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A. Gary Anderson
Graduate School of Management

UCR Student and Graduate Share Lessons From the Campaign Trail

By Darin Estep |

Politics often is described as “the art of the possible,” but for two first-time candidates from the UCR School of Business, it’s also about the art of service. 

Second-year MBA student Joshua Rivera ran for the Mount San Jacinto College Board of Trustees. Turner Stanton ’17 was in the running for Town Council in his hometown of Danville, Calif. 

Although the outcomes were different—Rivera won his campaign, while Stanton finished just 2 percent short—both novice politicians say the experience was rewarding. 

“[My campaign] won in several ways,” says Stanton, who grew up in Danville. “We wanted to leave Danville better than when we started. … This was not a campaign for Turner Stanton; it was a campaign for the youth, the seniors, the businesses. The end result wasn’t what I fully wanted, but the experience was worth it.” 

For Rivera, running for the board of trustees provided an opportunity to give back to MSJC, where he attended after his service in the Navy and before going on to undergraduate and graduate studies at UCR. 

“At the end of the day, the amount of effort I put in, if it helps just one person, that’s what I’m looking for, to help them,” Rivera says. 
 

The UCR Spirit of Service 

Both candidates credit their experience at UCR with preparing them to seek office, as well as creating an appreciation for serving others. 

Stanton was a School of Business ambassador, representing the school at functions, welcoming new students, and working on a professional level with the dean and other leaders. He thrived in an environment where he provided a voice for students, including those who were the first in their families to attend college.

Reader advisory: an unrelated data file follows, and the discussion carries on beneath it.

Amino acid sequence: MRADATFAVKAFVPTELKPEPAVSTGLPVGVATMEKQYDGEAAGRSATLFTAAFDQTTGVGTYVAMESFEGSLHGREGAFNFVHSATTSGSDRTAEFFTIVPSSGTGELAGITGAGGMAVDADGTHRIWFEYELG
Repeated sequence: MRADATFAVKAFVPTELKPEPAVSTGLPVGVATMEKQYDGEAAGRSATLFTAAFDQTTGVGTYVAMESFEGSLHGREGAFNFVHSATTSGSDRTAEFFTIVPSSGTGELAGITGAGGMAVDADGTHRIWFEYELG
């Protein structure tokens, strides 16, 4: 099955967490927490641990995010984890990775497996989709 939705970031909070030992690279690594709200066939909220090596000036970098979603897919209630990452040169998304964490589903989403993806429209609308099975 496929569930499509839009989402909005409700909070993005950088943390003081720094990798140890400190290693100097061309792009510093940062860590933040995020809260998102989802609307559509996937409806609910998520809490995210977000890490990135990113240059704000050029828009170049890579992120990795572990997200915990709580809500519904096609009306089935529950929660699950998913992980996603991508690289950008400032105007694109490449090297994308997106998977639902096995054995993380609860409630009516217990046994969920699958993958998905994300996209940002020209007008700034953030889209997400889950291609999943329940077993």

“I just felt that internal fire burn helping somebody,” says Stanton of serving as an ambassador. “I thought, ‘I could do this 24/7.’ I am a public servant, not a politician.” 

During his time as a UCR undergraduate, Rivera landed an internship with a mentorship program in Washington, D.C. He also connected with the school’s veteran community, and he is proud of how that program has grown. 

“Higher education itself is a journey, and UCR has had a profound impact on my own journey,” he says. “Shout out to all my professors who were along my path. They have been there for me, to guide me, to say, ‘OK, Josh, that’s what you’re thinking, what if you look at it in this light?’” 
 

Campaigning In a Pandemic 

Running for office is not for the faint of heart, Stanton and Rivera say. This was especially true during a pandemic. Both described long days and nights of campaigning, often in difficult conditions, over several months. 

Stanton, who has experience working on campaigns for other candidates, described the challenges of campaigning when ringing doorbells was not an option. Voters still need to see candidates, so that meant virtual events and keeping a distance at public events, like the farmer’s market, talking to voters through a mask. 

Rivera, who never experienced the campaign trail before this year, credited the support of a strong team as he came to recognize the challenges of relying on virtual connections with voters. 

“One of the things I’m good at is judging a room,” he says. “When you have the extra layer of a computer screen, you can’t talk in the same manner. On the flip side, I now have a reference point for campaigning.” 
 

Advice for Aspiring Candidates 

Both candidates say all the hard work, the long days, and the relentless demands of campaigning are worth it. The decision to run comes down to personal motivation, they say. 

“If you want to do it, do it for the right reasons,” Stanton says. “If you are doing it for an agenda, do not do it. You have to do it for the service aspects and helping others. The thing about public service, if anyone wants to consider it, you have to be all in. It can’t just be a nice hobby.” 

Rivera, who never expected to be in the public arena, made his own decision to run after a friend asked him, “If not you, who are you waiting for?” He says he would pose the same question to anyone wrestling with that decision. 

“Whether you think you can or you can’t, you need to know you can,” he says. “To the next person thinking of this, I would say, ‘You can create change. You can do it. 

“‘All it takes is throwing your hat into the ring.’”